[New Koratia] Provincial Prior Cause

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[New Koratia] Provincial Prior Cause

Post by Big Mac » Fri Feb 06, 2015 11:32 pm

According to this post on the Canonfire! forums, there is an adventure called, Provincial Prior Cause, which is supposed to lead into the T.H. Lain novel The Bloody Eye:
Robbastard at the Canonfire! forums wrote:Johnny Wilson had an adventure call "Provincial Prior Cause" in Dungeon #96, which was presented as a lead-in to the events of "TH Lain"'s novel, The Bloody Eye. IIRC, King Ingemar of the Schnai & Ratik are mentioned, but the background is totally out of character for GH. Ingemar is presented as analogous to one of the French kings during the Crusades (Philip, I think), & the organization in the module, the Soldiers of the Sun, is very Knights Templarish. Wilson could've picked far better locations in GH to make his analogies than the Barbarian North, IMO.
Does anyone have this adventure? If so, does it provide any new details about the New Koratia setting?

What are the details about King Ingemar of the Schnai & Ratik? Do they imply a land-relationship between New Koratia and Ratik? Or could there be a sea lane from the port of New Kortia to one or more places in the Flanaess?
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Re: [New Koratia] Provincial Prior Cause

Post by ripvanwormer » Sat Feb 07, 2015 1:20 am

It's not set in the New Koratia setting. It's set in Ratik, in the World of Greyhawk setting.

It's a strange interpretation of Greyhawk, though, in which the king of the Snow Barbarians exiled a knighthood based on the Knights Templar from his land. Why would the Snow Barbarians have a Templar-like order dedicated to Pelor? Who knows? I guess they don't anymore, since King Ingemar kicked them out. Maybe they were only there for a brief time, having fled the Great Kingdom for the patronage of a previous Snow Barbarian king. In a letter from the Master General of the Soldiers of the Sun, though, the reference isn't to the Snow Barbarians but to Aquitaine in France. It seems, then, that the adventure (and novel?) was originally about an order of Templar-like knights exiled from France and taking refuge in Scotland, but at some point in the process it was imperfectly transferred to Oerth.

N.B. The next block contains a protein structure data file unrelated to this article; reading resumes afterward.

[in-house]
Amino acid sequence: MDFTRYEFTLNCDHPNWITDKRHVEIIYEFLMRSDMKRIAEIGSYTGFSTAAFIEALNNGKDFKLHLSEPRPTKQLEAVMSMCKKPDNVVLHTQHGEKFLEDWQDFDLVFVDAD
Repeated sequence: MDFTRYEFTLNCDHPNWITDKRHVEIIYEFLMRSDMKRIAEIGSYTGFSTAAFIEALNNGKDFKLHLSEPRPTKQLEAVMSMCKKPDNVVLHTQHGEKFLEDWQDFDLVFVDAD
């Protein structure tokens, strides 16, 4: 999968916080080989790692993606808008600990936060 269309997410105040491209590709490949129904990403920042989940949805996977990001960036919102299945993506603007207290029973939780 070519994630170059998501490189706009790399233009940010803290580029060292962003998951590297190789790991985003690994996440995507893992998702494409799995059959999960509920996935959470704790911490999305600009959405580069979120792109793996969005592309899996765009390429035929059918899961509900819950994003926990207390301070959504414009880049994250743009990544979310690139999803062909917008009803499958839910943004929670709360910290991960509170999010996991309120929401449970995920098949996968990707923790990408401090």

The other two locations mentioned in the adventure are Whitefang Bay, the site of another sanctum of the exiled order, and Scaun, a holy site of the old gods. Neither are known Greyhawk locations, though Whitefang Bay later became a location on Golarion. Given the heavily Celtic/Scottish themes in the adventure, Scaun might be a reference to the Stone of Scone.